Euro Area Economic Outlook March 2017

Economy ends  2016 on a high note

Euro Area: Economy ends 2016 on a high note

March 1, 2017

The Eurozone’s slow and steady recovery picked up steam in H2 2016, closing the year on a strong note. A second estimate showed that GDP growth came in at a solid seasonally adjusted 0.4% over the previous quarter in Q4, matching Q3’s reading but exceeding Q2’s 0.3% growth. The Eurozone’s economy demonstrated remarkable resilience to geopolitical uncertainties last year, defying earlier expectations of a slower recovery. GDP expanded a healthy 1.7% for the year as a whole, down only slightly from 2015’s 1.9%. Although a breakdown of components is not available yet for the fourth quarter, the common-currency bloc’s growth story is likely to have remained the same as in the previous quarter with a strong labor market, high economic sentiment and ultra-easy monetary policy acting as tailwinds for the domestic economy.   

The positive data release in combination with an ever-cloudier global backdrop has sparked the key question for the Eurozone this year: does the current economic momentum have legs?

Leading indicators for 2017 suggest that a faster recovery is in the cards, at least for Q1. The composite PMI rose to a level not seen in almost six years in February and economic sentiment across the common-currency bloc is high, despite uncertainty related to the political outlook. Moreover, inflation also rose to a multi-year high in January, confirming the healthy economic conditions in the continent, although a rapid increase in inflation in the coming months could take a bite out of consumer spending. Overall, the FocusEconomics panel sees a strong start to the year with GDP growing 0.5% from the previous quarter in Q1.

Head on over to our Euro Area page for more recent economic news on the region.

Despite the recent firming of activity, a number of obstacles are still plaguing the sustainability of the Eurozone’s recovery. High debt loads in certain economies, banking sector vulnerabilities and a lack of policy coordination are all threatening the economy’s pace of recovery going forward. These obstacles are further complicated by the jam-packed election cycle facing the region this year as changing leaders confound the bloc’s policy agenda. 

The Netherlands will kick off the region’s election cycle on 15 March with parliamentary elections. Right-wing populist Geert Wilders and his Party for Freedom (PVV) are leading in the polls and are campaigning on an anti-immigration, anti-EU platform. However, the fractured nature of the Dutch Parliament means that a coalition government will be necessary and a number of parties have stated that they will not cooperate with the PVV, likely leaving Wilders out of the government. Even though Wilders is unlikely to take power, rising skepticism on the governing elite is evident and calls for change are emerging in the Netherlands and throughout the Eurozone. France will follow the Netherlands with the first round of presidential elections in April.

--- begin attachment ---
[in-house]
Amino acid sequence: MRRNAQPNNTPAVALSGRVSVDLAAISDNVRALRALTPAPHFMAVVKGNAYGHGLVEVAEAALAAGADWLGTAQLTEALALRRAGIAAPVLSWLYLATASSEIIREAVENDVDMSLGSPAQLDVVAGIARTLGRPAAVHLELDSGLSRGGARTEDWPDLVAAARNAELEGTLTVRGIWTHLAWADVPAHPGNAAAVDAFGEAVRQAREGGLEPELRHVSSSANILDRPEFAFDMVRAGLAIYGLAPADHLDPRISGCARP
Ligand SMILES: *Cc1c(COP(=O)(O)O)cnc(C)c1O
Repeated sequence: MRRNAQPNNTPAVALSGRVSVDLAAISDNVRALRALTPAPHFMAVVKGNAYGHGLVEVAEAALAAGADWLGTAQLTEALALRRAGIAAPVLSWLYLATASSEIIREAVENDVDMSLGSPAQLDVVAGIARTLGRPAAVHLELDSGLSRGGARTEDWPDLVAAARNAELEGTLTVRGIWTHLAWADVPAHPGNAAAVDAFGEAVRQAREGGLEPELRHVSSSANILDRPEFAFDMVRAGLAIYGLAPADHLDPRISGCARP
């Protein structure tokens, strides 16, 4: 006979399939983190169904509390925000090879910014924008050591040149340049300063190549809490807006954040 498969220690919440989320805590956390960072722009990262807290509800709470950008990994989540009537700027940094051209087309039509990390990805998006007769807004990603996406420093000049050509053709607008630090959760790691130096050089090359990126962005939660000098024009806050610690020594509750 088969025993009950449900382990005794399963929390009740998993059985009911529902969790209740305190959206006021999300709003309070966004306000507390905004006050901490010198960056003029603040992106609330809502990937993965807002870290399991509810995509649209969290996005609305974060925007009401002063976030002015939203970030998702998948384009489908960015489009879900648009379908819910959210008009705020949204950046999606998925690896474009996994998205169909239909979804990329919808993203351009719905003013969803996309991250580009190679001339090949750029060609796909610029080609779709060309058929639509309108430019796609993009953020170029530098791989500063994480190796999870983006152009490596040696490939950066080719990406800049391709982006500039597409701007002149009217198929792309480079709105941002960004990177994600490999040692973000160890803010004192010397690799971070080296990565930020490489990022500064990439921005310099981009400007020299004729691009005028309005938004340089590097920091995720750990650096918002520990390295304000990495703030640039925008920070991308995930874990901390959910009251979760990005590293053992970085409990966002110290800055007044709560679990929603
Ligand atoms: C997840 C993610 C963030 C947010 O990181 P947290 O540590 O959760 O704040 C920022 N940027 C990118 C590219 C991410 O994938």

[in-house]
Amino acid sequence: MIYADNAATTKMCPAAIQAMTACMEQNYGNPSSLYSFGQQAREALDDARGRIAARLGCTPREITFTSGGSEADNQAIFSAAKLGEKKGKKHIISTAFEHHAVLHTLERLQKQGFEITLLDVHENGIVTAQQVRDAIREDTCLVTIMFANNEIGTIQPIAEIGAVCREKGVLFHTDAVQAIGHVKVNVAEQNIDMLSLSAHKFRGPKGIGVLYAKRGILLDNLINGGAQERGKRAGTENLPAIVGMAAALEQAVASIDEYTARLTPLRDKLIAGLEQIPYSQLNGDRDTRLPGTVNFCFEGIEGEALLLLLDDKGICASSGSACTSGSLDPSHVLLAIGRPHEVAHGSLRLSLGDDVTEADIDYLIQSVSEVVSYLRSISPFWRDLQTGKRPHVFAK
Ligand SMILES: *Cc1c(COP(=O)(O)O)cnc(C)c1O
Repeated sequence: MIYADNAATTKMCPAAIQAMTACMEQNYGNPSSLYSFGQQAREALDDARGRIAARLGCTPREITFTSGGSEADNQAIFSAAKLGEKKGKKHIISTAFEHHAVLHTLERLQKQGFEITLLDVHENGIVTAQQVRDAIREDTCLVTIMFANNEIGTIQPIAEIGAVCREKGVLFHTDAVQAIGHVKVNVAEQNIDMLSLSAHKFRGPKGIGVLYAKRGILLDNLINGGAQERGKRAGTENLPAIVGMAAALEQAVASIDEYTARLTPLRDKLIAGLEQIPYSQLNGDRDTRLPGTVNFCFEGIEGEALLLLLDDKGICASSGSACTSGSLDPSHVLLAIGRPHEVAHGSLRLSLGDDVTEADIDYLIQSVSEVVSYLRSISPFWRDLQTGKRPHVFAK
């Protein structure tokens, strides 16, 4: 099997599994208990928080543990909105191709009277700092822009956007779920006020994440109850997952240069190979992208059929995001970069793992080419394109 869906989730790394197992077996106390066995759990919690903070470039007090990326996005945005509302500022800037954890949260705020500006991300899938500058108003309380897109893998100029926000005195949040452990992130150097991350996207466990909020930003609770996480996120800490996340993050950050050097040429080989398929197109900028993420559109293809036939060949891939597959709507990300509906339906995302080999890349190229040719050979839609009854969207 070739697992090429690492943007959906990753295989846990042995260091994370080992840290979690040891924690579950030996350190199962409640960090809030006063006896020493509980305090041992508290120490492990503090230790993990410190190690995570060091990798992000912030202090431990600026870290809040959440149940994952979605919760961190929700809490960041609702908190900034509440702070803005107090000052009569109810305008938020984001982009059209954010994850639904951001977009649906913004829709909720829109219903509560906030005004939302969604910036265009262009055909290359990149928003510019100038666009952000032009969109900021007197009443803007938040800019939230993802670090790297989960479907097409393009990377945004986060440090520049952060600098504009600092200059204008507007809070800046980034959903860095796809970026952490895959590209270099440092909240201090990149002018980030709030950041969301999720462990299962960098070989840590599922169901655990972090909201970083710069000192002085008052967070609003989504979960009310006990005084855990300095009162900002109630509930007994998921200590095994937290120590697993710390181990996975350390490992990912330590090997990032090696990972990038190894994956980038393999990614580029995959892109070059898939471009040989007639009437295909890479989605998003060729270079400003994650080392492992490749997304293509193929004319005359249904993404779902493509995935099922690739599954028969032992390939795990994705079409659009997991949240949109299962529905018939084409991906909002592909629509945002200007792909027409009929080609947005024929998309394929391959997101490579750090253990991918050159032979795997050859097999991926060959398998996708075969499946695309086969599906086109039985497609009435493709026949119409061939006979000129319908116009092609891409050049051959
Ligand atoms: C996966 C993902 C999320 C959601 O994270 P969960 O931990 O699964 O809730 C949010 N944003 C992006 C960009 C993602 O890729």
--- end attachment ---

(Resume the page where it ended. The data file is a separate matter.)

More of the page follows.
Brighter prospects for 2017

The FocusEconomics panel upgraded its outlook for the Eurozone this month as incoming data on the bloc points to firmer momentum. The FocusEconomics panel sees the Eurozone economy growing 1.6% in 2017, which is up 0.1 percentage points from last month’s forecast. An improving labor market and ultra-easy monetary policy should support the domestic economy this year, while the external sector benefits from a pick-up in global growth. However, rising inflation will take some wind out of consumption and growth will come in below 2016’s 1.7%. For 2018, the panel sees GDP expanding 1.5%.

Looking at the individual countries in the region, nine economies saw brighter prospects as the recovery picks up pace, including Italy, the Netherlands and Spain. No change was made to the projections for the remaining economies, with the exception of Ireland whose forecast was downgraded.

Luxembourg, Ireland, Malta and Slovakia are expected to be the fastest-growing economies in the region this year, all expanding above 3.0%.  On the other side of the spectrum, Finland and Italy will be the region’s laggards, growing at around 1.0%. Italy’s economy has failed to take off, as it remains bogged down by banking woes and slow reform momentum. Among the remaining major economies in the region, Spain will outperform the rest by growing 2.5%. Germany is seen expanding 1.5%, followed by France at 1.3%. 

See the full FocusEconomics Euro Area report

GERMANY | Growth rises to multi-year high in 2016

The German economy ended the year on a moderately positive note. GDP growth accelerated on the back of stronger private and government consumption, the former thanks to the continued strength in the labor market and the latter as a result of refugee-related spending. Fixed investment also contributed strongly to growth, swinging back to expansionary territory owing to the boom in housing construction. Q4’s result brought full-year GDP growth to a multi-year high in 2016. Economic momentum seems to have recovered in February following a series of disappointing data in January. Business confidence and the PMI reached multi-year highs in February, after having moderated slightly in January. Moreover, in February, consumer confidence remained high, supported by the lowest unemployment rate since reunification. Adding to the positive storyline, the German public sector achieved a record fiscal surplus of EUR 24 billion in 2016, despite the high added cost of the refugee crisis.